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LOWER GUN BATTERY

ALTERNATIVE NAME:  ST MAWES BATTERY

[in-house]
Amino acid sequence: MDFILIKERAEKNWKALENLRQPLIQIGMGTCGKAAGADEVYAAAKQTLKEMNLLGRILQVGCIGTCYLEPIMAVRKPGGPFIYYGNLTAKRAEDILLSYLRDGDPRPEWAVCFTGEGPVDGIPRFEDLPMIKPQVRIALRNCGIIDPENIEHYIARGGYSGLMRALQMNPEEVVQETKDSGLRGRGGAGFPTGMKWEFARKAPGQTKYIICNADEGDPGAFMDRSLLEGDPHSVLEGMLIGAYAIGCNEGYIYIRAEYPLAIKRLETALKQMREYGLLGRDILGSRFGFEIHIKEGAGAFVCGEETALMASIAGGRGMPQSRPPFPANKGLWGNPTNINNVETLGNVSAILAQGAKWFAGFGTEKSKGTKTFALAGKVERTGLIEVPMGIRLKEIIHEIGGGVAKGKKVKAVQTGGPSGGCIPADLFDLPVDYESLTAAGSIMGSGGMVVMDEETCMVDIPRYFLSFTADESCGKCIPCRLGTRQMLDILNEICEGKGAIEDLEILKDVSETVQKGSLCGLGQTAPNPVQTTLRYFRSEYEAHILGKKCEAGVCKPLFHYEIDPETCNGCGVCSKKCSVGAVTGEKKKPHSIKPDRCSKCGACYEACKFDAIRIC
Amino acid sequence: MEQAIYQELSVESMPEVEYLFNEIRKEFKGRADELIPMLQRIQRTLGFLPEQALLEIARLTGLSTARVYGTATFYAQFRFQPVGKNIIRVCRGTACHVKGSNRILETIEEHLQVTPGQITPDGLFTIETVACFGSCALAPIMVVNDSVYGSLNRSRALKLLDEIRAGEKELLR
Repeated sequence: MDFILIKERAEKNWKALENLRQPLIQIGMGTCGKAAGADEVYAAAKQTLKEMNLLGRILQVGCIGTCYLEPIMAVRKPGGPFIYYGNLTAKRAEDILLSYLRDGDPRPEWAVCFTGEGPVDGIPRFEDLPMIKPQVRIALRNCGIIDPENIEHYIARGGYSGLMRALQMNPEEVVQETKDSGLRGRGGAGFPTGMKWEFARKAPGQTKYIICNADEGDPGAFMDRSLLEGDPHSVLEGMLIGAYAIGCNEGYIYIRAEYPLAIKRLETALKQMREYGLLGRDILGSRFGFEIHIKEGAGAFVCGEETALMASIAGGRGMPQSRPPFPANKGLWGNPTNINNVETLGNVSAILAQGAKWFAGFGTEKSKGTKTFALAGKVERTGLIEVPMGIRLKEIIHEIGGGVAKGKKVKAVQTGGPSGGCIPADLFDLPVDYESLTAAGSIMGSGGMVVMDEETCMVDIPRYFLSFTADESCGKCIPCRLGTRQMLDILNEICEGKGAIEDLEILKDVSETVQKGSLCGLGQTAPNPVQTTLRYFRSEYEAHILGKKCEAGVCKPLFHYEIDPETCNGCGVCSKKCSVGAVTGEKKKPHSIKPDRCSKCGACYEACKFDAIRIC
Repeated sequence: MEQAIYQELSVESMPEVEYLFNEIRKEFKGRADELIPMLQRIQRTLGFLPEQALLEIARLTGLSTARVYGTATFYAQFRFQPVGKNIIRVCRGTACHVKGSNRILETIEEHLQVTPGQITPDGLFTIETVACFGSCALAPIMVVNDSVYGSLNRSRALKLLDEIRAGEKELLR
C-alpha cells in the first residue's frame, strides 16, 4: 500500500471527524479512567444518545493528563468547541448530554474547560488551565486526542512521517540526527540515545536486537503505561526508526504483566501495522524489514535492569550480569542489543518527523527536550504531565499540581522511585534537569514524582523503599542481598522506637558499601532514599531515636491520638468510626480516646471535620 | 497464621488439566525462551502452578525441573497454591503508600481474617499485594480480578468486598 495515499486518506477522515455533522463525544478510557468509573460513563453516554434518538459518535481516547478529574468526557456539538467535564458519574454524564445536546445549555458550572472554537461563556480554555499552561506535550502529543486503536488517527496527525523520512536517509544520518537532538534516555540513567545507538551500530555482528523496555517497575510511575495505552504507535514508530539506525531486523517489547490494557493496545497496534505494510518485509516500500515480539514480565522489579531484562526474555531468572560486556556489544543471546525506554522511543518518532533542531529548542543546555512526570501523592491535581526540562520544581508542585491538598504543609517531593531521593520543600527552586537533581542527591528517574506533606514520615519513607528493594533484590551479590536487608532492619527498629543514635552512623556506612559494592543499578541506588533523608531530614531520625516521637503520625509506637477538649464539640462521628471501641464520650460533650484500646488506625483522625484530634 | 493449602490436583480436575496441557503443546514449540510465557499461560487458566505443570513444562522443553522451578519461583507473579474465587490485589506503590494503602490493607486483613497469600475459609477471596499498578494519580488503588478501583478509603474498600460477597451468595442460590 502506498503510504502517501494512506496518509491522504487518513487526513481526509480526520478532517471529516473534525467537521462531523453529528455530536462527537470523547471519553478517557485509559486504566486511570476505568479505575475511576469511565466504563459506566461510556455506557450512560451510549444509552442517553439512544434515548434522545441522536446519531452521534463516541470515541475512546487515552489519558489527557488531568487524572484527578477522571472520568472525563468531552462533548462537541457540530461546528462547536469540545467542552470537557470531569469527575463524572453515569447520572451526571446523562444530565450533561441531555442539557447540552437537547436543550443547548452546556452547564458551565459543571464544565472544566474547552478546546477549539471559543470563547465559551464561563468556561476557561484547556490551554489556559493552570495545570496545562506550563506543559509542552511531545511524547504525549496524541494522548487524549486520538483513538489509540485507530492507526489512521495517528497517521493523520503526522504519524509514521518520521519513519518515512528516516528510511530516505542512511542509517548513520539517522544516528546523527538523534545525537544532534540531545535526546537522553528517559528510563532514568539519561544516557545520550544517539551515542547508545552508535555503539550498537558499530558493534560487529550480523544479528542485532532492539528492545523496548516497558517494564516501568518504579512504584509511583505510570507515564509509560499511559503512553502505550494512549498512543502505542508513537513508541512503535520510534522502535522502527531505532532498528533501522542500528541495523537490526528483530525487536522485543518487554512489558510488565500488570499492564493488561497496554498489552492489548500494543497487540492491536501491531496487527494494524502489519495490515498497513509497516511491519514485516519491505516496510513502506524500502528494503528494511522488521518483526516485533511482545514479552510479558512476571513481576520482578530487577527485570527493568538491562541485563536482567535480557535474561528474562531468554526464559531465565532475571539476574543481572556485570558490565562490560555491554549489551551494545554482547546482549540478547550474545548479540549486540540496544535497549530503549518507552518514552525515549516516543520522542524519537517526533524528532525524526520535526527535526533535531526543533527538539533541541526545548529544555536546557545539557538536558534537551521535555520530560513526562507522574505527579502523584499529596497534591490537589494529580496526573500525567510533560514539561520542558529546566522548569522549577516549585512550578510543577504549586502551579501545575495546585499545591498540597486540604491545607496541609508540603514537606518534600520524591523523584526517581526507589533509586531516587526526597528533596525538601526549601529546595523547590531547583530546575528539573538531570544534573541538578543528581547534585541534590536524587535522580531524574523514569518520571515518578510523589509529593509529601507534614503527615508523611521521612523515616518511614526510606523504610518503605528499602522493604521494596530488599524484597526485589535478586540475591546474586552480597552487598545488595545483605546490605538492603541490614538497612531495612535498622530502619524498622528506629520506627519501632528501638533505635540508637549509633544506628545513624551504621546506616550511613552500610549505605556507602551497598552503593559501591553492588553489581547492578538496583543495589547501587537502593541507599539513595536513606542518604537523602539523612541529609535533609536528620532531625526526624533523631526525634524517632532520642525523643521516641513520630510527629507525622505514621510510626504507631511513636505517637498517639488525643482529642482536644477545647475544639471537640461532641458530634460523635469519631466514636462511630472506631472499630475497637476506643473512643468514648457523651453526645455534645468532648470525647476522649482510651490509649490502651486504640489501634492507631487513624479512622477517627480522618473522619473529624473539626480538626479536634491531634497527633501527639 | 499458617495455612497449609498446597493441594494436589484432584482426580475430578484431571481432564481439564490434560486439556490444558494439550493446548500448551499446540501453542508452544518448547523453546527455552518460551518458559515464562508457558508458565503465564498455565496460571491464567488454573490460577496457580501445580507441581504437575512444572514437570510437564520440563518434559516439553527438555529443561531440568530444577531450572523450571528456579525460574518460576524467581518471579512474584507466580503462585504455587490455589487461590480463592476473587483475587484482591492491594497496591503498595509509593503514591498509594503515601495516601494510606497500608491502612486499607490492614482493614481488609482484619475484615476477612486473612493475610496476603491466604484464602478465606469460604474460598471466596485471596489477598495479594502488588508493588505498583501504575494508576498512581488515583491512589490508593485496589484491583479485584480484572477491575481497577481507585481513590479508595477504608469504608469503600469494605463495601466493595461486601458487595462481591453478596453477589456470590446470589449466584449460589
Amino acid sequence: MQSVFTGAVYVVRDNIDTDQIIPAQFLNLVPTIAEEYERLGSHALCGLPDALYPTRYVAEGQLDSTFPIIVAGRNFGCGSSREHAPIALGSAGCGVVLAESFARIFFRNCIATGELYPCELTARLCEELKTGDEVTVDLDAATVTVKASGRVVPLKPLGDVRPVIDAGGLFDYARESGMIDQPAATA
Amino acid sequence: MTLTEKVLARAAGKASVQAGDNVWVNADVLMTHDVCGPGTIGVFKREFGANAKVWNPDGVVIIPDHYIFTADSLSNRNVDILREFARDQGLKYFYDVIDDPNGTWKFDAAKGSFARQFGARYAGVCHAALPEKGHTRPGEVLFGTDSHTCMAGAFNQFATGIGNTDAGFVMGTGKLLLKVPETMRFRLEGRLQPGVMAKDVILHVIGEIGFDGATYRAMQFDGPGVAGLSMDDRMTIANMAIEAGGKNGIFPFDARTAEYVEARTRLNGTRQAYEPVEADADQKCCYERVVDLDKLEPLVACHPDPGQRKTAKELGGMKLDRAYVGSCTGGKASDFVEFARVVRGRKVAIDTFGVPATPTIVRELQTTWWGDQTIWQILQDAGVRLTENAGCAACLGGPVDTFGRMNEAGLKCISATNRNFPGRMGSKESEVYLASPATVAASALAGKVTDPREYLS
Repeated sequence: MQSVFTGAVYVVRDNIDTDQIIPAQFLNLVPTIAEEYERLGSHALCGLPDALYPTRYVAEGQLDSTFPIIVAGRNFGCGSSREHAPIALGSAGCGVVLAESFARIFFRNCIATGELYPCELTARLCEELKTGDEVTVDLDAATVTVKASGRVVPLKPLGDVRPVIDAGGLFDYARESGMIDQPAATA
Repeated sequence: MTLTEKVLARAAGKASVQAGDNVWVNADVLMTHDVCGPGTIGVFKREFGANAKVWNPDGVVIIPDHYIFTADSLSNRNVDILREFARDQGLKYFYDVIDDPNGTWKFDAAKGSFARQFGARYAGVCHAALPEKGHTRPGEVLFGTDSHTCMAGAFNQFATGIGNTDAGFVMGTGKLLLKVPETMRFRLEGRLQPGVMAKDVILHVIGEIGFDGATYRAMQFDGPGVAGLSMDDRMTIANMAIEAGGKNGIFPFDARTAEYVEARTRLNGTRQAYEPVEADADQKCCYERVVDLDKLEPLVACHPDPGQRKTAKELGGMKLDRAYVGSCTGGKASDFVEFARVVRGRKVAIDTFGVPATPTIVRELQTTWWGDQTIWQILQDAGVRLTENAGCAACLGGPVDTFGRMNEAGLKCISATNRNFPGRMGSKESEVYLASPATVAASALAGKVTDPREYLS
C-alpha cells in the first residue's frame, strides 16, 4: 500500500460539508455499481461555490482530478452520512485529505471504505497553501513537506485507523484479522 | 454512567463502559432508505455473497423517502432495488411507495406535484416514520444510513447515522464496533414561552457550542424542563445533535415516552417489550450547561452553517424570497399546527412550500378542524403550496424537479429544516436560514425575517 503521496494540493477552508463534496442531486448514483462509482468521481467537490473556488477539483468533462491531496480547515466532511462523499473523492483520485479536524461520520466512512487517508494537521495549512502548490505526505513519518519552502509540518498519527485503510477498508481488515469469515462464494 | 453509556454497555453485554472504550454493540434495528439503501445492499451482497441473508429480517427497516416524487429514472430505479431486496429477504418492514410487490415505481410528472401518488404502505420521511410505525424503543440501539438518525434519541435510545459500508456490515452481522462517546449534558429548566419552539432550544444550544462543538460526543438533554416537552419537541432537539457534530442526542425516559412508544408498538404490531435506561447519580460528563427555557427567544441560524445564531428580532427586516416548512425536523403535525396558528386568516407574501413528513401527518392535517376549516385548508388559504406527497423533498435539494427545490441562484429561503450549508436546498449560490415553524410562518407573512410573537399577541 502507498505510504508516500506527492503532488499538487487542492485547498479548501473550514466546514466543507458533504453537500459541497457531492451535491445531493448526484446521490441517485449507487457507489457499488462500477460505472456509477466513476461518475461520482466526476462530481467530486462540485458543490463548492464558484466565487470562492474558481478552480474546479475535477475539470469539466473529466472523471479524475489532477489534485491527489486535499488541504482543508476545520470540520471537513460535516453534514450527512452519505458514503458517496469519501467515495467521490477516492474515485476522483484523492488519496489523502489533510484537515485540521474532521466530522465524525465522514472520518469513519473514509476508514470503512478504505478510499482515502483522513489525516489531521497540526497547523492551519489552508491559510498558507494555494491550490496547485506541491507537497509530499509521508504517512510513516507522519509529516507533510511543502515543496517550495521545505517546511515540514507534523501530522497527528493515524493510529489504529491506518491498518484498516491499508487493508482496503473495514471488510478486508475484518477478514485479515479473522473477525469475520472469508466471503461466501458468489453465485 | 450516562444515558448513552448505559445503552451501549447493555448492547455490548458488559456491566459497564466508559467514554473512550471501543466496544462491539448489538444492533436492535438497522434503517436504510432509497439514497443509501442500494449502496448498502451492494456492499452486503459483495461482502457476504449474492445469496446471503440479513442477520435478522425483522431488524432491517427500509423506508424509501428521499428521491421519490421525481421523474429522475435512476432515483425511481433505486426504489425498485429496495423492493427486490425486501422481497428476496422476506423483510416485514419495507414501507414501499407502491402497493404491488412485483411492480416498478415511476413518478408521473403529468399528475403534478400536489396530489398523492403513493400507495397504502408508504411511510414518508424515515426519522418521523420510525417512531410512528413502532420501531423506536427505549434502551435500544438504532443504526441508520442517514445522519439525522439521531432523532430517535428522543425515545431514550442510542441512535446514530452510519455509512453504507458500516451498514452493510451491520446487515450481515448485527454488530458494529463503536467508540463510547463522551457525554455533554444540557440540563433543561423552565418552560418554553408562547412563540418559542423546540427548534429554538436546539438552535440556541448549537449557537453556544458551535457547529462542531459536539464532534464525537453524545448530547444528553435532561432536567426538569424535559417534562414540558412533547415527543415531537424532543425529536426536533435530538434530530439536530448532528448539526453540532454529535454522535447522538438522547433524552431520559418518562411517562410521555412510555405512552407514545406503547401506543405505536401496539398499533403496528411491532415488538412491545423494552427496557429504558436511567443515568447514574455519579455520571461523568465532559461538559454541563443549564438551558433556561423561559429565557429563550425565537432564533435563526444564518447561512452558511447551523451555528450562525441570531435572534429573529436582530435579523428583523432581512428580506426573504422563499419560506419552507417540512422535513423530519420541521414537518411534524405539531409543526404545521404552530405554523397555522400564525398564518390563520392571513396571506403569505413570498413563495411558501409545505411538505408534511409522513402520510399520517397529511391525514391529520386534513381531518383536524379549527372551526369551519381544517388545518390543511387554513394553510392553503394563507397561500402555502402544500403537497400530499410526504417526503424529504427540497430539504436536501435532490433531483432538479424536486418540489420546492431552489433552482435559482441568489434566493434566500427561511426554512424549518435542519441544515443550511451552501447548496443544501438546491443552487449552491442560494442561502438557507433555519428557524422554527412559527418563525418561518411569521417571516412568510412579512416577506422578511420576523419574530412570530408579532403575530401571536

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Lower Gun Battery, just below St Mawes Castle, was first built at the end of the 18th century, during the Revolutionary Wars with France. It was armed with twelve guns and built with three flanks. It consisted of an earthern rampart backed by a vertical rubble wall with embrasures through which the cannon fired. These were mounted on traversing gun carriages running on curved rails. In the early 19th century a magazine, cut deeply into the terrace behind the battery, was built to improve its ammunition supply. In about 1870, the battery was armed by four 64 pounder guns but these soon became obsolete and the battery was remodelled in 1898 to house two 6 pounder quick-firing guns and a heavy machine gun. These were served by a new underground magazine situated beneath the battery and accessed by a shaft. At this time a submarine minefield was also laid in the Carrick roads. The battery armament was withdrawn in 1903, having been superseded by a more powerful battery built on higher ground. In 1941, an extensive system of defences was set up on the headland including two 6 pounder guns to the north west and a Bofors anti-aircraft gun on a terrace west of the castle.

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